“Without the distinct and inseparable gracious ministry of the Holy Spirit, we could not and we would not participate—we would and could not share in Christ’s own (vicarious) responses of repentance, faith, hope and love for God and receive his grace given to us. Our salvation requires the ministry of all three Persons of the Trinity and all three moments of God’s saving action towards us, each contributing to the one whole will, purpose and accomplishment of our salvation.” Dr. Gary Deddo, “Clarifying our Theological Vision”, Pt. 3.

The Chemistry of Life

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by Linda Rex

As part of her homeschool program I have been studying chemistry with my daughter. To tell the truth, I’ve figured out for sure I still do not care very much for chemistry—physics and astronomy are the types of sciences I’m more comfortable with. But I am finding there are interesting parallels between the sciences and theology. And I believe God meant it to be this way.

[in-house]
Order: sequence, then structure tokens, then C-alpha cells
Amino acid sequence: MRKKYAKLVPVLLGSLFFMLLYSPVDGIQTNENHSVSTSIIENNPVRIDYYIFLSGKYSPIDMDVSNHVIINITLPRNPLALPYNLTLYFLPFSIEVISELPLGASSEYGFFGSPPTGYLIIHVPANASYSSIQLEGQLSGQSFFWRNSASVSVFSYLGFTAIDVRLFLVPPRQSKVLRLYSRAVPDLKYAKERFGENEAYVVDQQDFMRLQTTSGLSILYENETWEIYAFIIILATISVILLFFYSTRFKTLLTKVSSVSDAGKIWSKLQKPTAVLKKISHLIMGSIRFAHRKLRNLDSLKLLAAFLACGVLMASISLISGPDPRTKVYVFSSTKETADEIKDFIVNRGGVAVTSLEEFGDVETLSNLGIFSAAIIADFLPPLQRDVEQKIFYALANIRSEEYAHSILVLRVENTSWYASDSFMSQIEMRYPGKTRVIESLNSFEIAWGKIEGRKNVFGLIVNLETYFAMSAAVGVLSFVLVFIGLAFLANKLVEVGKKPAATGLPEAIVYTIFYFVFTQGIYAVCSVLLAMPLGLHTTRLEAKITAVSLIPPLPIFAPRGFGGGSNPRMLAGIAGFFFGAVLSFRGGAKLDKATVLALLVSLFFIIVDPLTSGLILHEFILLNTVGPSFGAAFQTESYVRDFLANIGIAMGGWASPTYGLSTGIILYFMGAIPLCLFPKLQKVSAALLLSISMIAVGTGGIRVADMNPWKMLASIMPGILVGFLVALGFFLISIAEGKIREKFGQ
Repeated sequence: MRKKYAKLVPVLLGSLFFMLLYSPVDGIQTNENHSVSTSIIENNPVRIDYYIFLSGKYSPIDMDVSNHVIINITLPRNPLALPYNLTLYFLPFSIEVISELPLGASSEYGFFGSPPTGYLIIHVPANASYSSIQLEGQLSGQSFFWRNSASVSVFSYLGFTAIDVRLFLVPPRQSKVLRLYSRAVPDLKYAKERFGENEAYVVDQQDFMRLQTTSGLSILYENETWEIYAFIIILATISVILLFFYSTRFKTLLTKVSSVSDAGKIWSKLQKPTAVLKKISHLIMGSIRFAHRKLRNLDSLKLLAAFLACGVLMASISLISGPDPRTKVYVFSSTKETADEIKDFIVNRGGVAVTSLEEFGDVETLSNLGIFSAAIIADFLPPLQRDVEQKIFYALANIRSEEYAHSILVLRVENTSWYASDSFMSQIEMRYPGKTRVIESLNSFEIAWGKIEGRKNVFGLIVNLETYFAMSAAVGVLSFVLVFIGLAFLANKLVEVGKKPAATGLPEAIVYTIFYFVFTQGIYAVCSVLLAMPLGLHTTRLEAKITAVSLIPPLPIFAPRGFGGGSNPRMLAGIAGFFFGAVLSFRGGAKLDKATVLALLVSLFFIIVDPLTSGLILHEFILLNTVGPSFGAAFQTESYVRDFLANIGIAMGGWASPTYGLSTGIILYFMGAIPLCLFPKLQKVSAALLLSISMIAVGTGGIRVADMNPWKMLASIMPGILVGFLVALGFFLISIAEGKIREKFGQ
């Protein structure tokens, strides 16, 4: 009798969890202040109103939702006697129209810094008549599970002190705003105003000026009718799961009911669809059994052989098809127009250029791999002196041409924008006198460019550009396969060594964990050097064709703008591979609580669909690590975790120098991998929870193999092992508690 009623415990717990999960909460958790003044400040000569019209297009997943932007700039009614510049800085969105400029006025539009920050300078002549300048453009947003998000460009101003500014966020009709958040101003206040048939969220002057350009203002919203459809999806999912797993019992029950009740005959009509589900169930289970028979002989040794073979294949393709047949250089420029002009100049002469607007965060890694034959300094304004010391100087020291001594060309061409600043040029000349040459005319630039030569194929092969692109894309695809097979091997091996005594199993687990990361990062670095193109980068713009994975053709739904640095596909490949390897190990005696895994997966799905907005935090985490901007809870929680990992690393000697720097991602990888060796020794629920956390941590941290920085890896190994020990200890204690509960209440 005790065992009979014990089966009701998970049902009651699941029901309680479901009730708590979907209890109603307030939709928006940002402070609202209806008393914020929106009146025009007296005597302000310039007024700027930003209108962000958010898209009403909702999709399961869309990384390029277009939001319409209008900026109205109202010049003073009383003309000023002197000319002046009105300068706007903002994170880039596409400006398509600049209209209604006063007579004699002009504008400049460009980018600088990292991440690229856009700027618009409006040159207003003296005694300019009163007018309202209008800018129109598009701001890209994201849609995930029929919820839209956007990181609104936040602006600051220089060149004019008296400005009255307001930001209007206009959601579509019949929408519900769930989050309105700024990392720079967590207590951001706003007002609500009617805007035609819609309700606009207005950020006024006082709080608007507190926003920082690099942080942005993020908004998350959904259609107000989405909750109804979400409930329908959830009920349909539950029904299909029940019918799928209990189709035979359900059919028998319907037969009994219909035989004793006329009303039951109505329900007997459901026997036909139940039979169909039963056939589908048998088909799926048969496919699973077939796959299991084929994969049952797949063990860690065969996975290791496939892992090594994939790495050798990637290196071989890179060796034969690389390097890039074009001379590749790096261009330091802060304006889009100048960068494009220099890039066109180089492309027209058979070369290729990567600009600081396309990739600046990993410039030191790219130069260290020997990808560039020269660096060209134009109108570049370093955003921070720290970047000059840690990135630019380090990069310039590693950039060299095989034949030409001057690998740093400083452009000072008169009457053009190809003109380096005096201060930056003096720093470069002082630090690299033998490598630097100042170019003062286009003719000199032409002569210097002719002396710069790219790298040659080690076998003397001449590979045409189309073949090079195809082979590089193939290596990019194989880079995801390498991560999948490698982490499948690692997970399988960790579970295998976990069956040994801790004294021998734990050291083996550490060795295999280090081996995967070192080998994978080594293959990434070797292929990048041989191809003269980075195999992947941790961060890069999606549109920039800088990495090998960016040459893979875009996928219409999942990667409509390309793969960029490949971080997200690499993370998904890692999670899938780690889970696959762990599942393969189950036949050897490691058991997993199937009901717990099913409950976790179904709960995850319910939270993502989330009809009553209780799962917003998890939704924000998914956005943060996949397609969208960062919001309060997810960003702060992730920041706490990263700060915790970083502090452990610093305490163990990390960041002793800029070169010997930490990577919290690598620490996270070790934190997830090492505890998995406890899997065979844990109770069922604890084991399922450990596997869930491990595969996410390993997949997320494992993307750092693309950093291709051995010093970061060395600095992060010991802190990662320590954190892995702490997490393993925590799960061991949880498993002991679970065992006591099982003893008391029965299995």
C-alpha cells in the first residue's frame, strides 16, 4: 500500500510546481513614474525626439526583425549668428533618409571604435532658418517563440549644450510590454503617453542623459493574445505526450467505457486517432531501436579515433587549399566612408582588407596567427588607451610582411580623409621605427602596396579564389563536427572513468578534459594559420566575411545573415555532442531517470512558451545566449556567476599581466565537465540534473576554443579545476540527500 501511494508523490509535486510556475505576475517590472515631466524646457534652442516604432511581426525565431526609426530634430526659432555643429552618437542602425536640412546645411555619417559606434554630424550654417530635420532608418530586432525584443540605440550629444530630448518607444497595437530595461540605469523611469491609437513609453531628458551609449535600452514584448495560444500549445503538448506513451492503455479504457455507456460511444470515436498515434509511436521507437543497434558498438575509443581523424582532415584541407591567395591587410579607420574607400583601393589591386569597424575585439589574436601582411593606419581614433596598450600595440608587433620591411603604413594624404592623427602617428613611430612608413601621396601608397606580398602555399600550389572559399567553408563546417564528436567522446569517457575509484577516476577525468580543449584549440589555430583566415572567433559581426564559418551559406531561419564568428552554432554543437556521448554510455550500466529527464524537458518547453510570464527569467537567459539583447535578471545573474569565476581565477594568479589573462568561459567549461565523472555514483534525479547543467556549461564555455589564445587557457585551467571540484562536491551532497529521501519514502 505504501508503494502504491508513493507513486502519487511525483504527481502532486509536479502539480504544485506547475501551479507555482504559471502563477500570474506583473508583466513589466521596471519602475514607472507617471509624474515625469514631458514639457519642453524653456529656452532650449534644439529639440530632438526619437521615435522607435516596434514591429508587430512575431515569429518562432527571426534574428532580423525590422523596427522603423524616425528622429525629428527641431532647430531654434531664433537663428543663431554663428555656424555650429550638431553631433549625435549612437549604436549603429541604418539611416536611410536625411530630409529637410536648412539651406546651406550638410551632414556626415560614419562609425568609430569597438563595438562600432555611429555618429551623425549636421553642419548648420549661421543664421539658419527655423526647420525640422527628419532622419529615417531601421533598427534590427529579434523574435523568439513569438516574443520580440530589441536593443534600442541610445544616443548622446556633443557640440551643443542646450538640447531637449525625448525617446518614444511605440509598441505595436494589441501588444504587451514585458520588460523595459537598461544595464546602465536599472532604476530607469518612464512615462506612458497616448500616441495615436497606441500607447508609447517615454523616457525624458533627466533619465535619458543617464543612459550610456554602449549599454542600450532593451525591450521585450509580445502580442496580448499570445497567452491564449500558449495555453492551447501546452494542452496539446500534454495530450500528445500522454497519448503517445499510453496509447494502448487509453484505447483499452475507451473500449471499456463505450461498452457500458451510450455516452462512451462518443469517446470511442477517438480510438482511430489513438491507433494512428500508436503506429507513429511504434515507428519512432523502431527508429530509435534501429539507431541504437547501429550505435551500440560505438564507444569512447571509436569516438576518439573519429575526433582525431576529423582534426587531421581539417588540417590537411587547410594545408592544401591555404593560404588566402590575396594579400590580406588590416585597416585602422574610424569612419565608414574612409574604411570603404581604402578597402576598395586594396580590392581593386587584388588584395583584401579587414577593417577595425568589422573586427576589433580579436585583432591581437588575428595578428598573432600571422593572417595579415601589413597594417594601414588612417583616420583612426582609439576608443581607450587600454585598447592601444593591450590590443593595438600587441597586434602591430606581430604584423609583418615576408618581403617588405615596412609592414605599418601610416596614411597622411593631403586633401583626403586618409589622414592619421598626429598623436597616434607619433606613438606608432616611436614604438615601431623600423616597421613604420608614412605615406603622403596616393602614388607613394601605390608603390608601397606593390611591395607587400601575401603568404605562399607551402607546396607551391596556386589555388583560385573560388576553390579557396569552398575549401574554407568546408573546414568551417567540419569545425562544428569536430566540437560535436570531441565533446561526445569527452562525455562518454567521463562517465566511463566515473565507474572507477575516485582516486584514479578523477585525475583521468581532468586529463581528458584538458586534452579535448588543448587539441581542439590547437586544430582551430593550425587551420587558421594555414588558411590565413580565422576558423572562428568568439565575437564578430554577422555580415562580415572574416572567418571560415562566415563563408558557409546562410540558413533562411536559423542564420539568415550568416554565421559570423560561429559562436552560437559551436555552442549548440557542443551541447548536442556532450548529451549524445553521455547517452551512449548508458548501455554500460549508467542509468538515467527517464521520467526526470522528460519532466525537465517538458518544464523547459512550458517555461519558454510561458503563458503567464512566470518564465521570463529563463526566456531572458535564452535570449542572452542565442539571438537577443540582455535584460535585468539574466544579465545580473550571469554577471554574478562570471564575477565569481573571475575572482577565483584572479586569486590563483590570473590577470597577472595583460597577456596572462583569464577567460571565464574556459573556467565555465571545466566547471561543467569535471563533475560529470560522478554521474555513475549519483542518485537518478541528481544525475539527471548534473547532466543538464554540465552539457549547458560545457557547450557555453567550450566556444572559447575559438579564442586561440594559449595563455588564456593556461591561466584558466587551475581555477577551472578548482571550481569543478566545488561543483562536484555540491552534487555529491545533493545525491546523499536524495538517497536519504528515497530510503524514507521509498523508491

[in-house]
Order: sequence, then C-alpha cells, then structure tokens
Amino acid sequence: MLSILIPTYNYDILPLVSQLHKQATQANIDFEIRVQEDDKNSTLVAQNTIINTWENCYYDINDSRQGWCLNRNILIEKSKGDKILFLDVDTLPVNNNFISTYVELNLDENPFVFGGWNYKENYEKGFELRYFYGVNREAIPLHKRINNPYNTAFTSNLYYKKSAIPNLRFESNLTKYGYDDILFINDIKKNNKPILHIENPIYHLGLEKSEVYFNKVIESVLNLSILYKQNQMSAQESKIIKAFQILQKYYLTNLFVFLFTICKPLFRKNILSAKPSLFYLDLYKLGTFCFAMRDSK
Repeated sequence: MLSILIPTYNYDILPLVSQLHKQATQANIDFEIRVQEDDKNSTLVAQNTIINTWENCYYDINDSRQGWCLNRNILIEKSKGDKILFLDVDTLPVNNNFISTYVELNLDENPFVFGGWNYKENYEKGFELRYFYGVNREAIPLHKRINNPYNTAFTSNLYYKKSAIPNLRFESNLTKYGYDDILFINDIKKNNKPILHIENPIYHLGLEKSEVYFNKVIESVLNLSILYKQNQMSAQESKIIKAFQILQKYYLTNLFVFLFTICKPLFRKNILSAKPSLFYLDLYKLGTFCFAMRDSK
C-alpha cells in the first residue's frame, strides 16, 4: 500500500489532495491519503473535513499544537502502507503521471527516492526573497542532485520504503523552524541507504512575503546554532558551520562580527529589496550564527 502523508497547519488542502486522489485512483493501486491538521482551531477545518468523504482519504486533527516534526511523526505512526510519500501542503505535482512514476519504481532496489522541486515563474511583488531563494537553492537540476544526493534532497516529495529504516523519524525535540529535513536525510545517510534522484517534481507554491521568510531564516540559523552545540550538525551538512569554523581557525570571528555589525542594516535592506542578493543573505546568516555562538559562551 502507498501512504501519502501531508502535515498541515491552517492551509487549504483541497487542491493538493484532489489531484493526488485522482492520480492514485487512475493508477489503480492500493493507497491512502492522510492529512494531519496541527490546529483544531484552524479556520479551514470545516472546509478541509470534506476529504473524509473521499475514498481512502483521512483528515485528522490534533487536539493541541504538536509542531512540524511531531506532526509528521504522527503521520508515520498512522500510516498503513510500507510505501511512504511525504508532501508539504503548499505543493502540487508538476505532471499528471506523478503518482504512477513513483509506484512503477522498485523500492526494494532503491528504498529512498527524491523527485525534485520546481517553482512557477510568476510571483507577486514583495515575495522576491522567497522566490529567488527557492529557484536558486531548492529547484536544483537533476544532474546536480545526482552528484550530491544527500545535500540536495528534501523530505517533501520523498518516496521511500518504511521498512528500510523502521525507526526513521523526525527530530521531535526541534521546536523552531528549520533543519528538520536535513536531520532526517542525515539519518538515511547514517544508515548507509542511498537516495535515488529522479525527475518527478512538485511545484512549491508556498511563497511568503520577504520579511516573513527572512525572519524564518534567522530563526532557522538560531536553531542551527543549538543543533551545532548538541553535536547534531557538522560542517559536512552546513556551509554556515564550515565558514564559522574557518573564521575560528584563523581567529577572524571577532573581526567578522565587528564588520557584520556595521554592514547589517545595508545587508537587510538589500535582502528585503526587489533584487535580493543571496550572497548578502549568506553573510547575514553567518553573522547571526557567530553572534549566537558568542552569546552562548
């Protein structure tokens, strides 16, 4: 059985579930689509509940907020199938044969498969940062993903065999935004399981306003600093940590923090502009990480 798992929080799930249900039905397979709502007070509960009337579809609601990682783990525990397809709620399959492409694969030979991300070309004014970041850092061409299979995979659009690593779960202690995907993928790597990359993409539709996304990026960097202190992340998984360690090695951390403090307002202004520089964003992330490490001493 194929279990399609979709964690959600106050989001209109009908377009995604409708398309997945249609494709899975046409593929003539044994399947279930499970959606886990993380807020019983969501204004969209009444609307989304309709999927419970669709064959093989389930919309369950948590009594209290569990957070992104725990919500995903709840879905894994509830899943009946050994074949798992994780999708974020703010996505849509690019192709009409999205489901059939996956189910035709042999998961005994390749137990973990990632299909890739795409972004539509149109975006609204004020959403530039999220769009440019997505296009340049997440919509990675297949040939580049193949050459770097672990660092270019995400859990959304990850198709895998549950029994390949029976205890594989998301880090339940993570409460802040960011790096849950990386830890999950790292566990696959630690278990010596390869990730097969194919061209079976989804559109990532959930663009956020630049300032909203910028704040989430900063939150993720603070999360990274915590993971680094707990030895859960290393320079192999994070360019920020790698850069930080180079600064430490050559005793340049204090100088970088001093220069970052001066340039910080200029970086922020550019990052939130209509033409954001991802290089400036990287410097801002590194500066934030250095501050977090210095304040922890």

I was first introduced to the idea of science and theology being interrelated by John McKenna during my studies with Grace Communion Seminary. This was when I was first introduced to the works of Thomas F. Torrance, who wrote specifically on this topic in a number of ways. I especially appreciated works such as “Space, Time and Resurrection”, “Divine and Contingent Order”, and “Theological and Natural Science”, as well as his book on theological science. They were heavy reading at first, but once I got my head around what Torrance was trying to say, I was amazed.

Dr. McKenna too helped me to see how over the centuries science impacted theology and theology impacted science. The deeper I went into these studies, the more I could see how God has slowly but surely directed humanity into a deeper understanding of who he is and how we live in relationship with him and one another. I have no doubt this working out of God’s purposes has taken place due to the efforts of Jesus Christ through his Spirit.

And it has taken place in spite of us, for humanity has, over the centuries, shown itself to be much more inclined to destruction, slavery and inhumanity than it has been toward coming to a deeper knowing and loving of God and human beings. And yet there is this spark of life which still permeates our existence. There is a slow working out here and there of an understanding of the value of human beings and their infinite diversity, the reality we do not live just for ourselves, and an appreciation of the beautiful world we have been given to live in.